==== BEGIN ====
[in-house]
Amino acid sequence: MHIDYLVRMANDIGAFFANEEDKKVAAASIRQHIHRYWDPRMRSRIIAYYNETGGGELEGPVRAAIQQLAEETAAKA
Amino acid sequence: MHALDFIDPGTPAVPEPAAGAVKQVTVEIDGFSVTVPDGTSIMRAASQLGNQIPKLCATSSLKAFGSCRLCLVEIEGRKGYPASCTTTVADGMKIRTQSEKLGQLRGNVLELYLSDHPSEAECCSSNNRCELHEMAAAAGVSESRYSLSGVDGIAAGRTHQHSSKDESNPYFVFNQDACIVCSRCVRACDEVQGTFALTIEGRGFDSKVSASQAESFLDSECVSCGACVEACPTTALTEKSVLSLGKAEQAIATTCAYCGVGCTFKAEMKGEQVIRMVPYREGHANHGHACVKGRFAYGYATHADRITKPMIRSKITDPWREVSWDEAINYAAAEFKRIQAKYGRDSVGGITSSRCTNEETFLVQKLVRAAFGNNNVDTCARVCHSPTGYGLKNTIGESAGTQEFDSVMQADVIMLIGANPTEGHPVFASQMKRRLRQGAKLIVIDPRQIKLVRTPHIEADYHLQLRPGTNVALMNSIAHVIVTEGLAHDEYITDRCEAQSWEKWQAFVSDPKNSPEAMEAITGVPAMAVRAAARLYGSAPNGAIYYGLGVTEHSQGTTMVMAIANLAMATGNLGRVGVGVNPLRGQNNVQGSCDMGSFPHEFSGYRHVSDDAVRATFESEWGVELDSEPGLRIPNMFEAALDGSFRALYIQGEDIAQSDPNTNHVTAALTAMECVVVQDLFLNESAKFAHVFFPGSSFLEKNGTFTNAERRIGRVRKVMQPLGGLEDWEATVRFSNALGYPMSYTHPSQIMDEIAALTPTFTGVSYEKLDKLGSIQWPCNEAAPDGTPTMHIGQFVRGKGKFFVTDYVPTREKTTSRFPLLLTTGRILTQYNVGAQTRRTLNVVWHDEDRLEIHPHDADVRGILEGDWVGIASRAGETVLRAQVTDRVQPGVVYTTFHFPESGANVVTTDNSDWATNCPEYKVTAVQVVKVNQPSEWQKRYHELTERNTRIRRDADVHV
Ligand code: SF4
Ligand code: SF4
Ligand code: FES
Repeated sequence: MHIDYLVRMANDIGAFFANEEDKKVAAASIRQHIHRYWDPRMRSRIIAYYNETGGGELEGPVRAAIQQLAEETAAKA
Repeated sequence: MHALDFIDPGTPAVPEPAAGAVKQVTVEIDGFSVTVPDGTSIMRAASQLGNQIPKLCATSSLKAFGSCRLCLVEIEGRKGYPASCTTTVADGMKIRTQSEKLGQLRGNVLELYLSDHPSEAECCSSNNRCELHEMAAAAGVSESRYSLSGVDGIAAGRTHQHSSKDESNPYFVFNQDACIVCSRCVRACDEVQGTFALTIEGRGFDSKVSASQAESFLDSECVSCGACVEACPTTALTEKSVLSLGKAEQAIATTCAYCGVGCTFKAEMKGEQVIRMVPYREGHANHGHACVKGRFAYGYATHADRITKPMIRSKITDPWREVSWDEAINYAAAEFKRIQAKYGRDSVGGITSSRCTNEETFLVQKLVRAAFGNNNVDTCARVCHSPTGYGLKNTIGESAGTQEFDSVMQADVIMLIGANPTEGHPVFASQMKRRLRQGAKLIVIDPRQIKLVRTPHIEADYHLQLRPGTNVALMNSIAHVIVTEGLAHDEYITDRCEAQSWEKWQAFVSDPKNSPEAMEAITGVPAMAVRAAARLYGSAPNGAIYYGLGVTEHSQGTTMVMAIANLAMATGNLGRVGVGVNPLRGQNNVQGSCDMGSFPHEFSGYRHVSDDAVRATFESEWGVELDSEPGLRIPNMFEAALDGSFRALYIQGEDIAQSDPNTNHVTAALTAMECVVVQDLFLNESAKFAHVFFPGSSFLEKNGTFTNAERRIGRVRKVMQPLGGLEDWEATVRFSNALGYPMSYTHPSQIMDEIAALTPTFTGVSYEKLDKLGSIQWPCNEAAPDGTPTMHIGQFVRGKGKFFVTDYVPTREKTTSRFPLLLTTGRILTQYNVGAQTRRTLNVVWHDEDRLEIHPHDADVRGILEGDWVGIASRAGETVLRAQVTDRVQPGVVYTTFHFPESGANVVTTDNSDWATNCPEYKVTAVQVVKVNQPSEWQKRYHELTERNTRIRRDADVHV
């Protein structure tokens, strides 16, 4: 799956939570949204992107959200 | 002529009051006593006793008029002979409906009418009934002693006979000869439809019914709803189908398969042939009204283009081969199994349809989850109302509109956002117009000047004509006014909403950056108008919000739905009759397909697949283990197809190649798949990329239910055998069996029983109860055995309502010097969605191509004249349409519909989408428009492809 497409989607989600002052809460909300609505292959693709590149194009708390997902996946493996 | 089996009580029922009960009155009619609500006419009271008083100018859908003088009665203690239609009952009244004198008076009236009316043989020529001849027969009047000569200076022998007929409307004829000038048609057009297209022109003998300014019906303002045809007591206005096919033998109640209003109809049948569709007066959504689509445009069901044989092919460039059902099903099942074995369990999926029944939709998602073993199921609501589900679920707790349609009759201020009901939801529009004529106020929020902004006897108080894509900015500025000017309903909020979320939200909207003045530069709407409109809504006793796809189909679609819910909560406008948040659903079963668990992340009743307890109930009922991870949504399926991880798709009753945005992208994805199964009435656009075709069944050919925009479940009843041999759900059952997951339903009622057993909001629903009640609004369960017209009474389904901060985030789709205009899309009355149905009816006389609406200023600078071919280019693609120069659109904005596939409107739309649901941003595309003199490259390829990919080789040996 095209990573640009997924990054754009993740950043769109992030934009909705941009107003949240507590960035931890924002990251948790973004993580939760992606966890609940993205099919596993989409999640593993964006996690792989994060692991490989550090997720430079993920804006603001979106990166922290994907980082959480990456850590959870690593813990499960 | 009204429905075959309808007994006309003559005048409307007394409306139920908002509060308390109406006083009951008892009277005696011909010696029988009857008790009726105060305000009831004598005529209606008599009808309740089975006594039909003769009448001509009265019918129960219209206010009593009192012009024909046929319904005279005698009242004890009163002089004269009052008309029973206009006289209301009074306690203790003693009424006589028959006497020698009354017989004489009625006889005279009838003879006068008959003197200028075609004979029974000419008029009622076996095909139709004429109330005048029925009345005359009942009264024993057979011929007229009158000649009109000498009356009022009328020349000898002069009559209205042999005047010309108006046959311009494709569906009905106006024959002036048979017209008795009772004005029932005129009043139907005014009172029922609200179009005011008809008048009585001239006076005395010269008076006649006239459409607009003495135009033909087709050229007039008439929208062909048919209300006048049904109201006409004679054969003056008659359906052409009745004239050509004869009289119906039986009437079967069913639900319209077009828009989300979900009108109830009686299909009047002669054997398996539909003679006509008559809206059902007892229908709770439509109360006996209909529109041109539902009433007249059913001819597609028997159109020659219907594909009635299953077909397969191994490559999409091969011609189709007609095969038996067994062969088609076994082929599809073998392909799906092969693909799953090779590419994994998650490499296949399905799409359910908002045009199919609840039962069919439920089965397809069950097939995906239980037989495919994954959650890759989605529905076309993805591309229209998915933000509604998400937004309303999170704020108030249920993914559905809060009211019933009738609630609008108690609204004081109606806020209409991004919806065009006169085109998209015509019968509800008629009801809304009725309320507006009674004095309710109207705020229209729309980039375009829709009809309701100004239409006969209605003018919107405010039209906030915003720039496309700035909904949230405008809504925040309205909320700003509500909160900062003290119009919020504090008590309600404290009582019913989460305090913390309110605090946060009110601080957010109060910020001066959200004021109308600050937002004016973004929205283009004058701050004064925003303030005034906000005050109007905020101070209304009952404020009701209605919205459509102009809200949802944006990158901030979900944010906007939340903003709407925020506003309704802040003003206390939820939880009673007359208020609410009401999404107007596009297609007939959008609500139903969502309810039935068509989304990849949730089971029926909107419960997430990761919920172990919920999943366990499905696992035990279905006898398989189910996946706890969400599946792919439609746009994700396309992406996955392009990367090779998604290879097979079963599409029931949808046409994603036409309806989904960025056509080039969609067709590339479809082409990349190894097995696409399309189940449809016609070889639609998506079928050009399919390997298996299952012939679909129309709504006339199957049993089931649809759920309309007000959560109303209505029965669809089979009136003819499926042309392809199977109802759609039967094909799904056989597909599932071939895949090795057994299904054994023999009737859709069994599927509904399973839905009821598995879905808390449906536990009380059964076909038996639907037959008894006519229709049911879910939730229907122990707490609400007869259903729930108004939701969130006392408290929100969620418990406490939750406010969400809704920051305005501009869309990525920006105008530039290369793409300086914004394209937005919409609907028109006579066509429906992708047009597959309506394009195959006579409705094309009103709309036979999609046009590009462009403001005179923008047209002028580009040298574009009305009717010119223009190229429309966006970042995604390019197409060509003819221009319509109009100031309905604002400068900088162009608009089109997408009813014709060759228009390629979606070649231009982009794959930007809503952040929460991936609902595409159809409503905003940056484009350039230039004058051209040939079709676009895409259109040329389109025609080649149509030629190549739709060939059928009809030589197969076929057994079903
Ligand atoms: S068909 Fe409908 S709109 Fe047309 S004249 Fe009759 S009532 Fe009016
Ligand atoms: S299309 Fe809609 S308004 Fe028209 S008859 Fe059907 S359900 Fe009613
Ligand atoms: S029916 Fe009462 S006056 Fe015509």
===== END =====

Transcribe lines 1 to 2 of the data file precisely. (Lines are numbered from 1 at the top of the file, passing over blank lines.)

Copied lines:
[in-house]
Amino acid sequence: MHIDYLVRMANDIGAFFANEEDKKVAAASIRQHIHRYWDPRMRSRIIAYYNETGGGELEGPVRAAIQQLAEETAAKA